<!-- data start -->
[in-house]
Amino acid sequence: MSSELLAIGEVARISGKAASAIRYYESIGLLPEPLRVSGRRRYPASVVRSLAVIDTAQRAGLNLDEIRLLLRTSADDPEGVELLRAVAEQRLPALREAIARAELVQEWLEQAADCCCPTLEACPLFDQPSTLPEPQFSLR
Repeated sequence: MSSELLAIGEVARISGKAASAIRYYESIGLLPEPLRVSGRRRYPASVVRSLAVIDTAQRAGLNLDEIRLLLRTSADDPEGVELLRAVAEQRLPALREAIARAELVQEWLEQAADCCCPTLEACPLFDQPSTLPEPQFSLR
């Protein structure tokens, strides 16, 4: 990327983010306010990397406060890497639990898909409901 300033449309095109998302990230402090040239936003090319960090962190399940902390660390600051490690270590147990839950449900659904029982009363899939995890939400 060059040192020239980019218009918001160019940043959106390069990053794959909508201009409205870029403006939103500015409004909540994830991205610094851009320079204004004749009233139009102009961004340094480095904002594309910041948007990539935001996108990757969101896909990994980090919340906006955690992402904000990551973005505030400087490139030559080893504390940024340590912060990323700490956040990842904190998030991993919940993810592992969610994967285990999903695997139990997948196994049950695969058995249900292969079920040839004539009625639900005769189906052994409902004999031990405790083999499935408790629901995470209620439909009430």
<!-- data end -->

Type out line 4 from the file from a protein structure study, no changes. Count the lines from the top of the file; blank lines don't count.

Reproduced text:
């Protein structure tokens, strides 16, 4: 990327983010306010990397406060890497639990898909409901 300033449309095109998302990230402090040239936003090319960090962190399940902390660390600051490690270590147990839950449900659904029982009363899939995890939400 060059040192020239980019218009918001160019940043959106390069990053794959909508201009409205870029403006939103500015409004909540994830991205610094851009320079204004004749009233139009102009961004340094480095904002594309910041948007990539935001996108990757969101896909990994980090919340906006955690992402904000990551973005505030400087490139030559080893504390940024340590912060990323700490956040990842904190998030991993919940993810592992969610994967285990999903695997139990997948196994049950695969058995249900292969079920040839004539009625639900005769189906052994409902004999031990405790083999499935408790629901995470209620439909009430």